The Central Bank of Aruba raised the reserve requirement rate by one percentage point as of February 1, 2022, to reduce commercial banks’ excess liquidity

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During its meeting of January 12, 2022, and after reviewing the most recent economic and monetary data, the Monetary Policy Committee (MPC) of the Centrale Bank van Aruba (CBA) decided to raise the reserve requirement rate[1] from 13.0 percent to 14.0 percent as of February 1, 2022. This decision was primarily based on the elevated level of excess liquidity at the commercial banks.

The following information and analysis were considered in reaching this decision:

International reserves

International reserves (including revaluation differences of gold and foreign exchange holdings), up to and including December 24, 2021, increased by Afl. 757.2 million compared to the end of December 2020. The notable expansion in the international reserves was mostly the result of net inflows of foreign exchange reserves attributed to tourism services and loans from the Government of the Netherlands provided to the Government of Aruba (GoA) for liquidity support. Meanwhile, official reserves increased by Afl. 521.0 million. Consequently, the official and international reserves reached, respectively, Afl. 2,728.9 million and Afl. 3,113.8 as of December 24, 2021

Credit developments

In November 2021, total credit of the commercial banks contracted by Afl. 145.1 million or 3.7 percent to Afl. 3,819.0 million, when compared to the end of 2020. This decline was caused by the categories ‘other’ (-Afl. 83.7 million/-16.3 percent), ‘business loans’ (-Afl. 32.4 million/-2.1 percent), and ‘loans to individuals’ (-Afl. 29.0 million/-1.5 percent). The fall in the category ‘other’ was primarily the result of a lower amount of government bonds held by the local commercial banks. The drop in the category ‘loans to individuals’ was due to a decrease in ‘consumer credit’, while the category ‘business loans’ was for the most part impacted by diminished current account loans.


In November 2021, the Consumer Price Index (CPI) rose by 3.1 percent compared to the corresponding month a year earlier. The twelve-month average inflation rate amounted to 0.2 percent in November 2021, 0.5 percentage point higher than the previous month (Graph 2). The rise in the CPI compared to a year earlier was mainly caused by the upward price movements in the components ‘transport’ (1.8 percentage points contribution) and ‘housing’ (0.5 percentage point contribution). The former was related to the trending oil price hike that coincided with a higher gasoline price, while the latter was due to rising prices of maintenance and repair of the dwelling. The higher prices for maintenance and repair of housing dwellings may have been related to the ongoing global supply shortages.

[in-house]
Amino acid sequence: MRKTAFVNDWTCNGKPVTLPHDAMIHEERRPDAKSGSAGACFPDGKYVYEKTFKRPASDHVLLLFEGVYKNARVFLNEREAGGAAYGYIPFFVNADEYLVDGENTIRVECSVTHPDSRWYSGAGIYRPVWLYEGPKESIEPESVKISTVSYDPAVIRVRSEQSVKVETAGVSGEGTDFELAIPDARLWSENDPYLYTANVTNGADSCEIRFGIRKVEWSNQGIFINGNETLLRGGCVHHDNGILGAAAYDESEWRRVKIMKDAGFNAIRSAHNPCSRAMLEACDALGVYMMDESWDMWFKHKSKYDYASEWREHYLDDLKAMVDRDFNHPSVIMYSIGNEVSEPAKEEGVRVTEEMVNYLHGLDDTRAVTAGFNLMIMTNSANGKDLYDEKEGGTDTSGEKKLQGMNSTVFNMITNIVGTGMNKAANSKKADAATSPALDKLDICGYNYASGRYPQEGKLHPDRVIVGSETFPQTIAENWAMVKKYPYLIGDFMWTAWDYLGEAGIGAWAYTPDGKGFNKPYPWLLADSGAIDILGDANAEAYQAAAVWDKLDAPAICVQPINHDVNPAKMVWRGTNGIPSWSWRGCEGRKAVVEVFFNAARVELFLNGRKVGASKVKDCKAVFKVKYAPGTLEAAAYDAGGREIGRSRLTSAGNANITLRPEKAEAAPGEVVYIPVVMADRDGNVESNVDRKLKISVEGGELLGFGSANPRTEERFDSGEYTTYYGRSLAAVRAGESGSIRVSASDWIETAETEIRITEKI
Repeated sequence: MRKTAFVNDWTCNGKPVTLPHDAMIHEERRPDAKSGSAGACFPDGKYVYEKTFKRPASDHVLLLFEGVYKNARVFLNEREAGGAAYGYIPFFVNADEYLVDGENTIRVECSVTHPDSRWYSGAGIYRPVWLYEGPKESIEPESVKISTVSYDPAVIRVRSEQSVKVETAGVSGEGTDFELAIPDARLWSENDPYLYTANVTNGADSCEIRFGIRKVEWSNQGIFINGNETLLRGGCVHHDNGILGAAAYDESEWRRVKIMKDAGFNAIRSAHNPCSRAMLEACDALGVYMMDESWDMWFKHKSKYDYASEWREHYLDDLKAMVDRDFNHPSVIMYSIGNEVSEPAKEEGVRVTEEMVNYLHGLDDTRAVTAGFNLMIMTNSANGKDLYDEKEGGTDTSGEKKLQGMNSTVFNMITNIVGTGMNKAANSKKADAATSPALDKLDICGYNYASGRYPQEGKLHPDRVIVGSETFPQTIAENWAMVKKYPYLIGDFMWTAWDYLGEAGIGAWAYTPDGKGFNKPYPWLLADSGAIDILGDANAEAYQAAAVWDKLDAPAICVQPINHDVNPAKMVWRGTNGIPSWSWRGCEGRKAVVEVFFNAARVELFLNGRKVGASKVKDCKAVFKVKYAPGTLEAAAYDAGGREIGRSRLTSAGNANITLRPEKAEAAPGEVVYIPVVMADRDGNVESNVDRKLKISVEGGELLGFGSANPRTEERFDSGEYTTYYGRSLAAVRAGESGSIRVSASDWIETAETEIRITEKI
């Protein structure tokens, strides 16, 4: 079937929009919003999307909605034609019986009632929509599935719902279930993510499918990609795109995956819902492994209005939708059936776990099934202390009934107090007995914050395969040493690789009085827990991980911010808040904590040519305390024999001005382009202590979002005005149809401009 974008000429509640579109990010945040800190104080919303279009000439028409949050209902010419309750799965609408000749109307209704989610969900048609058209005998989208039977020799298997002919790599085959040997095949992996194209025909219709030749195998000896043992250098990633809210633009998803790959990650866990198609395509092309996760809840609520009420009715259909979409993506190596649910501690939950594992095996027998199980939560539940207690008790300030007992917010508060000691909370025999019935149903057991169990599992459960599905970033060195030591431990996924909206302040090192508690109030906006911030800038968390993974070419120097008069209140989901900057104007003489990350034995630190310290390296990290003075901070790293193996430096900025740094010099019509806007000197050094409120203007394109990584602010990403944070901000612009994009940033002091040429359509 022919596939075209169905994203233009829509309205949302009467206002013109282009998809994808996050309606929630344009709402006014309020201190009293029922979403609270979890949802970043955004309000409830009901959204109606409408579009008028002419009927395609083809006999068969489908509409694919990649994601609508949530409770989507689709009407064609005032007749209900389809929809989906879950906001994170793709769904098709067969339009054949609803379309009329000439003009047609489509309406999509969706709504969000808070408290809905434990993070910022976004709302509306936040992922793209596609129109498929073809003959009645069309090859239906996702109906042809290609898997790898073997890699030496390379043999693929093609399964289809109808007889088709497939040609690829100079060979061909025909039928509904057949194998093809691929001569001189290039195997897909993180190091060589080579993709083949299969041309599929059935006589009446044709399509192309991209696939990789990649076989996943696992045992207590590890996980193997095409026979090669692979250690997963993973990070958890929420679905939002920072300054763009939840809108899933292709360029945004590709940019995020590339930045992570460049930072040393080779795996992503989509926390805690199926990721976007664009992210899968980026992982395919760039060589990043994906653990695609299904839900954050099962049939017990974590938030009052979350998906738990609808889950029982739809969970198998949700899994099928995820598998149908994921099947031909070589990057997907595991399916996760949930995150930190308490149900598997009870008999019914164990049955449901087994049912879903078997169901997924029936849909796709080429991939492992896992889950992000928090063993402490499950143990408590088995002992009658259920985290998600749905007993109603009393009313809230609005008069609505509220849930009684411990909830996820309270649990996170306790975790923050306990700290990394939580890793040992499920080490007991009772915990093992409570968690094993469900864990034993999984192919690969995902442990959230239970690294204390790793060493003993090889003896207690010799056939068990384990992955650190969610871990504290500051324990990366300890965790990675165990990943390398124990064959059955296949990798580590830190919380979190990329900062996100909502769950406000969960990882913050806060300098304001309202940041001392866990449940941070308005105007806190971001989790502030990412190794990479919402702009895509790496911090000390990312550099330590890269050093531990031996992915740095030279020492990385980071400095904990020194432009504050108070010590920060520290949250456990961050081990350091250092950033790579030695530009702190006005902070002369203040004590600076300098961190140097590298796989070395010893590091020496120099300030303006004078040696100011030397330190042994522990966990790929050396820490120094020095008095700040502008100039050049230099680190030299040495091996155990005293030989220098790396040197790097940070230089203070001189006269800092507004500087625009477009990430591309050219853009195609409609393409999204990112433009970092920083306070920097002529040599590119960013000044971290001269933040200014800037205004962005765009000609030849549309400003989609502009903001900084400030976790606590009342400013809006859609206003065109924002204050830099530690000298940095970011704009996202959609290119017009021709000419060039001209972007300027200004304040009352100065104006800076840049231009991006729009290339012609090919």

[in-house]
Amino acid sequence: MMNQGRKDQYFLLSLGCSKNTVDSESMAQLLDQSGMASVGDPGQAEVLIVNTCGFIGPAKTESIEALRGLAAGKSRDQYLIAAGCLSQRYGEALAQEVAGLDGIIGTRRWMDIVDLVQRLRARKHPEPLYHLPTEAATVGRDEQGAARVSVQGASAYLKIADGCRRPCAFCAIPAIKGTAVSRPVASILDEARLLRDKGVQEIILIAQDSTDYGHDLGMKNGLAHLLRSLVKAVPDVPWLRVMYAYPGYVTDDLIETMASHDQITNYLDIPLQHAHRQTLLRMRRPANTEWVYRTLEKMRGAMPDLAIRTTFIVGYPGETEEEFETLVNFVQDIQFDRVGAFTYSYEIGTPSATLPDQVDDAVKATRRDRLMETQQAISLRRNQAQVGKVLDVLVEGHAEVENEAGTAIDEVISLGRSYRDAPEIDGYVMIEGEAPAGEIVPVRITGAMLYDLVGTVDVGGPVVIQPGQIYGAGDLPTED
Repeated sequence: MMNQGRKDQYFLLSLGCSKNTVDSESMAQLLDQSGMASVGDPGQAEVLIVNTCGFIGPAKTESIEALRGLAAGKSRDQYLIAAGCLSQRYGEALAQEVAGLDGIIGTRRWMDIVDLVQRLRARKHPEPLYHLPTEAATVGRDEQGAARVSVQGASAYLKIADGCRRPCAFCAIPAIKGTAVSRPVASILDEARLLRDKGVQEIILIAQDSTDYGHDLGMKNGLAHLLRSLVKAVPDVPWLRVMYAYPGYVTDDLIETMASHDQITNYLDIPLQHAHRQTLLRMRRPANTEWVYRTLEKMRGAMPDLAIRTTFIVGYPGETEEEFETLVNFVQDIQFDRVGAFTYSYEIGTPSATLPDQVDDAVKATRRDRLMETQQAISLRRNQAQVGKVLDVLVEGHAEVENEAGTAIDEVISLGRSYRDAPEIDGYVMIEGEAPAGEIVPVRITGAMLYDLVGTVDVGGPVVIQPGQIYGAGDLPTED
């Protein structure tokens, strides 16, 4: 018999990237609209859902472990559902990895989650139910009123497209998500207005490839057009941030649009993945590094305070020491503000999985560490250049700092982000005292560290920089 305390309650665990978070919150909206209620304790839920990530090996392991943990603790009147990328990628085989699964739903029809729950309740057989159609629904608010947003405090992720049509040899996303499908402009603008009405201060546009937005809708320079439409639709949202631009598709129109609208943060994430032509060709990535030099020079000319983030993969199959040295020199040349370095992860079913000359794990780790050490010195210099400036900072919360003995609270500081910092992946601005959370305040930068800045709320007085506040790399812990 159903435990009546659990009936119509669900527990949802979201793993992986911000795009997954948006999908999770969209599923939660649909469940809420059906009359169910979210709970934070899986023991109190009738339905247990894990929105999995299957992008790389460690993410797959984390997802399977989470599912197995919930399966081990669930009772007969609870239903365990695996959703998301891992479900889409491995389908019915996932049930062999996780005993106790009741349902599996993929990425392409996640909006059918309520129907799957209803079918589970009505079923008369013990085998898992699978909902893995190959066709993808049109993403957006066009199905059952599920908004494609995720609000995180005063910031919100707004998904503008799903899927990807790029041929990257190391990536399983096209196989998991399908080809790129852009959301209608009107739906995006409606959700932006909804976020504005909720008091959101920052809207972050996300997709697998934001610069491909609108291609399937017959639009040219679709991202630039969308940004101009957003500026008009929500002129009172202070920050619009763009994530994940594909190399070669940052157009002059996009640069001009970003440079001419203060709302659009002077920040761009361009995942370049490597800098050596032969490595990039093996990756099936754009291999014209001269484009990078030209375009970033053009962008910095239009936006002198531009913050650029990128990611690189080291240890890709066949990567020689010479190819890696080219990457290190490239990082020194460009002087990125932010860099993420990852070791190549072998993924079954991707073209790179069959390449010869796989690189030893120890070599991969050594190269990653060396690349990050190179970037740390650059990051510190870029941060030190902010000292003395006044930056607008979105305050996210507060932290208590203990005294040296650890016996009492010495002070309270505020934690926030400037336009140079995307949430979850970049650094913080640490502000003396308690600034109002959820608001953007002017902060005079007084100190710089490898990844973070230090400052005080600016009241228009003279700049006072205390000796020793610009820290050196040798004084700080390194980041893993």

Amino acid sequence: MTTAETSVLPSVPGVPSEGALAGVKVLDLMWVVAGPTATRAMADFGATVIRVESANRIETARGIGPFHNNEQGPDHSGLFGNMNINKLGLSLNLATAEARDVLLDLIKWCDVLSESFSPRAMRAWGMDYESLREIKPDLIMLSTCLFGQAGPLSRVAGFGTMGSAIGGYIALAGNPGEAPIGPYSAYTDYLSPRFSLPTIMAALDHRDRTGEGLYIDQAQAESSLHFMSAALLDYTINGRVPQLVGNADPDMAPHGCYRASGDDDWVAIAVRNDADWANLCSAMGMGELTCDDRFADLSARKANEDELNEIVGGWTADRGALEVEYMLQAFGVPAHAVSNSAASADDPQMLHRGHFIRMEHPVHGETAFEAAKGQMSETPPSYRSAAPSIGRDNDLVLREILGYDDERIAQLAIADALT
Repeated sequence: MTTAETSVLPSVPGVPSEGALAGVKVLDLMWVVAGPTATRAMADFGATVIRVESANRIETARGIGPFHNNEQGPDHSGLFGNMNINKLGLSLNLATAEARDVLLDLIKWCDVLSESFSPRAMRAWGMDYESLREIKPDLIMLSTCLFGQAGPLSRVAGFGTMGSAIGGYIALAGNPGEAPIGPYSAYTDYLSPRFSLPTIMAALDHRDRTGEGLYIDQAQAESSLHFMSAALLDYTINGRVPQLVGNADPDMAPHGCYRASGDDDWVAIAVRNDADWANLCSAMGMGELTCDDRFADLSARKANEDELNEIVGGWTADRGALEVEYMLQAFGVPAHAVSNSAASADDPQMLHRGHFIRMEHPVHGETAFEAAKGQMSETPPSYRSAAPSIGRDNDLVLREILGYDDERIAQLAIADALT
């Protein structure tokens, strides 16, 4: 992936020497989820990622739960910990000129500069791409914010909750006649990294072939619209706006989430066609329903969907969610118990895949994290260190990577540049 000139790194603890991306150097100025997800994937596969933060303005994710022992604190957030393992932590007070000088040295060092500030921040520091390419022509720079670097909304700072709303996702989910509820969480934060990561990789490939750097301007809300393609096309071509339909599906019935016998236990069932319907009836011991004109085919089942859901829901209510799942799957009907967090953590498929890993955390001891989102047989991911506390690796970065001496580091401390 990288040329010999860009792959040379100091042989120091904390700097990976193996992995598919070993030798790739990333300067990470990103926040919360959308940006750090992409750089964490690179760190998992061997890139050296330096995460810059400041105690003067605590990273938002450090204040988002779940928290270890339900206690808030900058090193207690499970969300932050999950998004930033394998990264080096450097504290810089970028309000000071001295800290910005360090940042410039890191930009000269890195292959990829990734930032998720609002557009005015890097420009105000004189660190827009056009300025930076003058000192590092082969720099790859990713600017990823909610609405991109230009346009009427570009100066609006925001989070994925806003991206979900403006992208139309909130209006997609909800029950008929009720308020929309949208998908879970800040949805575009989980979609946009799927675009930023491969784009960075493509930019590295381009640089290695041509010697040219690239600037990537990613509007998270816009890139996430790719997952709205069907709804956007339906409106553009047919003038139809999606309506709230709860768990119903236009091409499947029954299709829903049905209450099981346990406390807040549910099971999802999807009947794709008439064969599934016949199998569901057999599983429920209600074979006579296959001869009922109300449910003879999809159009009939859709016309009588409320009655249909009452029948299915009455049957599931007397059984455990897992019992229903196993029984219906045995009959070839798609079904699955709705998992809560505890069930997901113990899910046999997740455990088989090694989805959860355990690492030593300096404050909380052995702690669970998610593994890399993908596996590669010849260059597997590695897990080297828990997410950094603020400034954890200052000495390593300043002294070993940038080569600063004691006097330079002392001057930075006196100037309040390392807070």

Commercial bank liquidity

The aggregate excess liquidity of commercial banks rose to Afl. 1,295.8 million in November 2021. compared to Afl. 1,107.4 million in December 2020 (Graph 3).

The monthly comparison showed that the aggregated excess liquidity remained unchanged in November 2021 in contrast to October 2021, despite a one percentage point increase in the reserve requirement on the 1st of November 2021. The uptick in the reserve requirement rate was mitigated by a surge in the total liquid funds[2] held by the commercial banks. Consequently, the level of excess liquidity remained unchanged and significantly above pre-pandemic levels.

The ample excess liquidity is partly the result of the continued subdued credit demand at local commercial banks. Furthermore, the wage subsidy and FASE programs of the GoA to cushion the economic effects of the COVID-19 crisis also contributed to the high level of excess liquidity.

Meanwhile, the prudential liquidity ratio of the commercial banks, which measures the percentage of their liquid assets to their total net assets, remained at a comfortable level of 37.9 percent in November 2021, far above the minimum required prudential liquidity ratio of 18.0 percent.q